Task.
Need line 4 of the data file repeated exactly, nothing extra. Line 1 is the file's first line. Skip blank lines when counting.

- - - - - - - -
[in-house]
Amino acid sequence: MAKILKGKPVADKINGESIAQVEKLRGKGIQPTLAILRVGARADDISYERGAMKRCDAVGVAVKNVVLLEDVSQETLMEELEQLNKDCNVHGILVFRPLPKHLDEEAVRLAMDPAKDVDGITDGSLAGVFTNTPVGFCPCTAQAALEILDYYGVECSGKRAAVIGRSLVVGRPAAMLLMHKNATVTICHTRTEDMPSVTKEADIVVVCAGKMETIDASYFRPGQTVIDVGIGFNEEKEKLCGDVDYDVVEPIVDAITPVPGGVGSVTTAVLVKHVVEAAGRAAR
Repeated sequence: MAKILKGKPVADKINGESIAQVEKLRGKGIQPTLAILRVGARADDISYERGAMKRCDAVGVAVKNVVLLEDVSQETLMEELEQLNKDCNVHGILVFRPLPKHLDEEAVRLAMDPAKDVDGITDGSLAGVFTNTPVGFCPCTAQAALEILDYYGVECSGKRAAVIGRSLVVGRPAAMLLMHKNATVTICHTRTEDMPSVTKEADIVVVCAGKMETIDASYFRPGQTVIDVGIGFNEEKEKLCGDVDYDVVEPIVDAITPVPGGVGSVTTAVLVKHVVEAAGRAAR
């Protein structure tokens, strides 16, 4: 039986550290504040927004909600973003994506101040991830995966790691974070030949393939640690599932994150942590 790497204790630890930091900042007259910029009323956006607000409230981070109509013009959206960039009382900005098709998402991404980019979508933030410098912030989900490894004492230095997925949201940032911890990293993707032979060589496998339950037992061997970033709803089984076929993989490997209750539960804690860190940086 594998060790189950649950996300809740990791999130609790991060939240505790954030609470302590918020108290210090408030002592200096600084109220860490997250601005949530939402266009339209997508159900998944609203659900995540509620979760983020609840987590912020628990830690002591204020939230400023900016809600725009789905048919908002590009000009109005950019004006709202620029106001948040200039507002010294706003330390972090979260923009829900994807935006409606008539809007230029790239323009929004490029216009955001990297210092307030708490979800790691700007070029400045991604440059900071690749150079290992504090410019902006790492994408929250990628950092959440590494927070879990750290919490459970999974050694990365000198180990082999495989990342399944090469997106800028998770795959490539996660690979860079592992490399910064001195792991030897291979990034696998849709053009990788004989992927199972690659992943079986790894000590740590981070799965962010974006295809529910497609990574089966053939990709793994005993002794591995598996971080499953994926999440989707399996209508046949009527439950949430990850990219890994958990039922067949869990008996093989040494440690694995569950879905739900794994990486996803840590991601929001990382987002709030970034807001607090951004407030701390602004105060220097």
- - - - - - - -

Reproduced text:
């Protein structure tokens, strides 16, 4: 039986550290504040927004909600973003994506101040991830995966790691974070030949393939640690599932994150942590 790497204790630890930091900042007259910029009323956006607000409230981070109509013009959206960039009382900005098709998402991404980019979508933030410098912030989900490894004492230095997925949201940032911890990293993707032979060589496998339950037992061997970033709803089984076929993989490997209750539960804690860190940086 594998060790189950649950996300809740990791999130609790991060939240505790954030609470302590918020108290210090408030002592200096600084109220860490997250601005949530939402266009339209997508159900998944609203659900995540509620979760983020609840987590912020628990830690002591204020939230400023900016809600725009789905048919908002590009000009109005950019004006709202620029106001948040200039507002010294706003330390972090979260923009829900994807935006409606008539809007230029790239323009929004490029216009955001990297210092307030708490979800790691700007070029400045991604440059900071690749150079290992504090410019902006790492994408929250990628950092959440590494927070879990750290919490459970999974050694990365000198180990082999495989990342399944090469997106800028998770795959490539996660690979860079592992490399910064001195792991030897291979990034696998849709053009990788004989992927199972690659992943079986790894000590740590981070799965962010974006295809529910497609990574089966053939990709793994005993002794591995598996971080499953994926999440989707399996209508046949009527439950949430990850990219890994958990039922067949869990008996093989040494440690694995569950879905739900794994990486996803840590991601929001990382987002709030970034807001607090951004407030701390602004105060220097």